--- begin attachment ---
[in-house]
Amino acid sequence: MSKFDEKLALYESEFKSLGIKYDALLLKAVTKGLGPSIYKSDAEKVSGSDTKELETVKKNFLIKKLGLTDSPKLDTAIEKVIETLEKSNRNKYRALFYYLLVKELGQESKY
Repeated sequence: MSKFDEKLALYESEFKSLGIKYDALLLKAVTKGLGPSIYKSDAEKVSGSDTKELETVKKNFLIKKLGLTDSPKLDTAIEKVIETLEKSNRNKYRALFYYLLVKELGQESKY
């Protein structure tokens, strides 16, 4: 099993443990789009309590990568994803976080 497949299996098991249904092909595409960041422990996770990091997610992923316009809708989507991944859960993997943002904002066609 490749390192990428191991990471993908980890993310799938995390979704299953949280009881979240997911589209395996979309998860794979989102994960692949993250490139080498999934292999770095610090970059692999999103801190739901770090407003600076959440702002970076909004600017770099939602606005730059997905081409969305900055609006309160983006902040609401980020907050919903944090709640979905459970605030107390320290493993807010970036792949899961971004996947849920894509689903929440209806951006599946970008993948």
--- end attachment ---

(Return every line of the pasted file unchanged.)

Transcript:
[in-house]
Amino acid sequence: MSKFDEKLALYESEFKSLGIKYDALLLKAVTKGLGPSIYKSDAEKVSGSDTKELETVKKNFLIKKLGLTDSPKLDTAIEKVIETLEKSNRNKYRALFYYLLVKELGQESKY
Repeated sequence: MSKFDEKLALYESEFKSLGIKYDALLLKAVTKGLGPSIYKSDAEKVSGSDTKELETVKKNFLIKKLGLTDSPKLDTAIEKVIETLEKSNRNKYRALFYYLLVKELGQESKY
């Protein structure tokens, strides 16, 4: 099993443990789009309590990568994803976080 497949299996098991249904092909595409960041422990996770990091997610992923316009809708989507991944859960993997943002904002066609 490749390192990428191991990471993908980890993310799938995390979704299953949280009881979240997911589209395996979309998860794979989102994960692949993250490139080498999934292999770095610090970059692999999103801190739901770090407003600076959440702002970076909004600017770099939602606005730059997905081409969305900055609006309160983006902040609401980020907050919903944090709640979905459970605030107390320290493993807010970036792949899961971004996947849920894509689903929440209806951006599946970008993948």